Final Fantasy XIV: A Realm Reborn – 11. Review Journal Book XI


Review by · January 15, 2015

Final Fantasy XIV saw three major patches in 2014, each with a host of new content, features, and things to do. Patch 2.4 debuted in October, and along with the smaller 2.41 and 2.45 updates, it brought some of the biggest changes to the game thus far and serves as a bridge to the upcoming Patch 2.5 and the Heavensward expansion.

Heavensward, launching this spring, will take us to the snowcloaked lands of Ishgard — a fourth, currently inaccessible city-state. But instead of just suddenly venturing there on a whim, patches 2.4 and 2.5 are gradually leading the story north. The main scenario quests are largely based around dealing with an Ishgardian emissary, who, unlike his countrymen, is actually willing to be civil to outsiders. His admission that Ishgard may have to finally take part in the growing conflict in Eorzea gives us the first glimpse of how and why the reclusive nation will open its gates. Running concurrent to this is a political story with the Ul’dahn sultanate that’s been brewing for several months. With both stories coming to a head, there’s no lack of intrigue here, and I’m more excited than ever to see how these threads will wrap up.

While the main story is about drama and conflict on a large scale, this patch brings several smaller scale quests that generally have a lighter tone. Inspector extraordinaire Hildibrand is investigating a curious plot at the Ul’dah Coliseum that just so happens to involve everyone’s favorite oddball octopus Ultros (of Final Fantasy VI fame). We also get another host of Moogle Delivery quests, in which Moogle Mail network tasks us to deliver letters to various characters around Eorzea. These are usually the lesser-known or lesser-used NPCs, and the quests give us a chance to get to know them better. The big epic plotlines are great, but it’s that combined with all the small stories of regular folk that really make the world feel alive, so I’m glad these quests are continuing to be introduced.

Several headlining features debut in this patch, but the addition of the Rogue class and associated Ninja job easily steals the show. With Final Fantasy’s history of job classes, especially given that most appeared in Square Enix’s other MMO (Final Fantasy XI), players expect that their favorite class will be added to FFXIV. Bucking expectations of making us wait for the expansion, Rogue and Ninja debuting in “just a patch” is a big move, as they’re the first classes to be added since the game’s launch in 2013. Ninja was also a highly requested class because… well, because people like ninjas.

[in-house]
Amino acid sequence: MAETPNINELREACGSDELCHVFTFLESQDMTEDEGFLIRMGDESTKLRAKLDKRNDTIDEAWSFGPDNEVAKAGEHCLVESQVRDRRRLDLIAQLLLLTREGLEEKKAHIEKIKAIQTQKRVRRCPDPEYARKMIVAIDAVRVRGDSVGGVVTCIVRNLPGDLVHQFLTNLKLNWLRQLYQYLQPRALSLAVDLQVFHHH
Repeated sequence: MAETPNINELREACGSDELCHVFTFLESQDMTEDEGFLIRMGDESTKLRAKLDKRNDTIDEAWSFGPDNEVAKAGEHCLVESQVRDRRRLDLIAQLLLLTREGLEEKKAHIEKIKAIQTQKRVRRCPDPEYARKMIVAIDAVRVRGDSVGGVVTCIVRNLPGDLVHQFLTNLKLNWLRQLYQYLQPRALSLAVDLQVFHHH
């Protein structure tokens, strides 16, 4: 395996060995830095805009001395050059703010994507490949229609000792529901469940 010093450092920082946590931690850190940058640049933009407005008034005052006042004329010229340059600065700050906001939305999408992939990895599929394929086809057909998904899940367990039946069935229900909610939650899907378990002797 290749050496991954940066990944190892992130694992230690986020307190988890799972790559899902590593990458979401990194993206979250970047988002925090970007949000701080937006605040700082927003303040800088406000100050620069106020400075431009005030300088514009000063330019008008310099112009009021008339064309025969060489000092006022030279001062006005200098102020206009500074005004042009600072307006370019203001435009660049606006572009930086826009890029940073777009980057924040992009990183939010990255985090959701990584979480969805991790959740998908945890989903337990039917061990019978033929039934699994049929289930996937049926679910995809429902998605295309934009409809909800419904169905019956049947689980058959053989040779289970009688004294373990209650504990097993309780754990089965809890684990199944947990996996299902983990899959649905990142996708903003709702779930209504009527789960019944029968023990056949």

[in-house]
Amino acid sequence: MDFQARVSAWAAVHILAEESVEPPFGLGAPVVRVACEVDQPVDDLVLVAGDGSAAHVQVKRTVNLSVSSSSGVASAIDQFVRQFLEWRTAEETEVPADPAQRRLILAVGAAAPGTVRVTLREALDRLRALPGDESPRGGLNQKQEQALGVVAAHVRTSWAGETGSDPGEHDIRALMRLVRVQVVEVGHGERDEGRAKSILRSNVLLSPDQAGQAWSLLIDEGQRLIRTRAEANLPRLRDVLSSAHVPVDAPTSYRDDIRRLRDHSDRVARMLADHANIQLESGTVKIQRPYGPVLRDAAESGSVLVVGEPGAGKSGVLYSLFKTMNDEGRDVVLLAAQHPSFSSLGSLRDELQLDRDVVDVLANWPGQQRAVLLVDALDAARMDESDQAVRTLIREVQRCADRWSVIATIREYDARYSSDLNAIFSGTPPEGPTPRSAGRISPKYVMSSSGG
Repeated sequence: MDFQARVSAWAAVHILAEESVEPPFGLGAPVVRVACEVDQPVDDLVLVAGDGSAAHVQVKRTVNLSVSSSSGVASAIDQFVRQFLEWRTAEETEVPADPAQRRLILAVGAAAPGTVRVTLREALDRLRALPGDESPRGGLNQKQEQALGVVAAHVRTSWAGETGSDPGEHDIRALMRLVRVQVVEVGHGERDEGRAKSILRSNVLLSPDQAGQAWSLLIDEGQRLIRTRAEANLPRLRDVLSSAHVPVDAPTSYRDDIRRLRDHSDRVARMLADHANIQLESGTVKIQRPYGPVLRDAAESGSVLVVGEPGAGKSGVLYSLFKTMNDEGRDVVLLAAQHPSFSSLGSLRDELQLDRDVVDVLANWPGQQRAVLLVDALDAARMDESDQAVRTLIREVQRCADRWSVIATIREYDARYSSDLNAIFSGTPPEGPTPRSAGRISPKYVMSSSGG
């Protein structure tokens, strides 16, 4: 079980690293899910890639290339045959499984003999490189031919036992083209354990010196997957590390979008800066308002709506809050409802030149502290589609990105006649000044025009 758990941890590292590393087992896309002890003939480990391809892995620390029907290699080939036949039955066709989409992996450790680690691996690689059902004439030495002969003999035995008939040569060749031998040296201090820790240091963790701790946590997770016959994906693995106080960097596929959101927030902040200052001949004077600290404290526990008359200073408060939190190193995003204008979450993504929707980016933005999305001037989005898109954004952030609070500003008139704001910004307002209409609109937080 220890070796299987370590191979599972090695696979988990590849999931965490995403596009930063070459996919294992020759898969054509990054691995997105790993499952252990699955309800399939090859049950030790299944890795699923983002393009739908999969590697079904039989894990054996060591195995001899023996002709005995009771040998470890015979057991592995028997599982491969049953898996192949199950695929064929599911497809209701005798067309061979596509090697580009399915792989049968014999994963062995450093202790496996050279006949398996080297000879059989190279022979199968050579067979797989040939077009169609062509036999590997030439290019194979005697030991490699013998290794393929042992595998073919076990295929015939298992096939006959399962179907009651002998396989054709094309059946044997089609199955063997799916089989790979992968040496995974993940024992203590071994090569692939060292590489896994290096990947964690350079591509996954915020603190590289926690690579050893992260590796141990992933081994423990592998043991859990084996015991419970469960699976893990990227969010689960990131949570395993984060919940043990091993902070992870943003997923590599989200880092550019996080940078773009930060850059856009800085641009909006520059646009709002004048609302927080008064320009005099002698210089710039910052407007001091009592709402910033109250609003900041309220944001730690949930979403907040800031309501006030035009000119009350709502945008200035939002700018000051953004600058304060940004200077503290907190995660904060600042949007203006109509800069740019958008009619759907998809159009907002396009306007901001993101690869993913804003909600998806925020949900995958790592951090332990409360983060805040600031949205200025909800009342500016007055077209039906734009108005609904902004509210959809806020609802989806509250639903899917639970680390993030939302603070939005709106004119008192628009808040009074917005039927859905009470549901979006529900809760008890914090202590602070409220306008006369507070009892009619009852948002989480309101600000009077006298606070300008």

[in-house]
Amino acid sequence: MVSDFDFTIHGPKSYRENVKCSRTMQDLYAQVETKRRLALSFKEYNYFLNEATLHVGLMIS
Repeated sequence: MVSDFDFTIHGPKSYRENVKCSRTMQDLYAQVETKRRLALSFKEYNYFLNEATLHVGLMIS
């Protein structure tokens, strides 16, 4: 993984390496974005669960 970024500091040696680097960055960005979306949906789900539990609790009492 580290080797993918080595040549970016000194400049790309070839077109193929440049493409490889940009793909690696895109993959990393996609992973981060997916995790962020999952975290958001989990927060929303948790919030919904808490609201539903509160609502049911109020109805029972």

The addition of another damage-dealing class has upset the balance of DPS, tank, and healer characters even further, but that hasn’t stopped a large population of players from making their very own ninja. Ninjas feel like they were implemented well, and differentiate themselves with a unique combo system to perform ninjutsu, as well as having helpful utility moves in battle such as one that can restore a fellow party member’s TP. These classes aren’t afterthoughts: rogue and ninja get a full plate of quests up to level 50, and while they share gear with the likes of bard at certain points, rouge/ninja have a unique weapon in their double daggers. And while I’d like to say that my favorite thing about them is how the ninja Artifact Gear resembles Shadow from FFVI, the most impressive thing is their Assassinate skill. To implement this finishing move — which causes your character to leap onto the head of your enemy and jab your daggers downward — the programming team had to tailor the move to every enemy in the game to make sure the animation was properly aligned. That’s every mob in the field, every dungeon enemy, every boss, every primal, every FATE boss, every Hunt mark… You get the idea. A lazier dev team would probably opt to style this attack differently, but the fact that they went to these lengths to make the ninja play exactly how they envisioned impresses the hell out of me.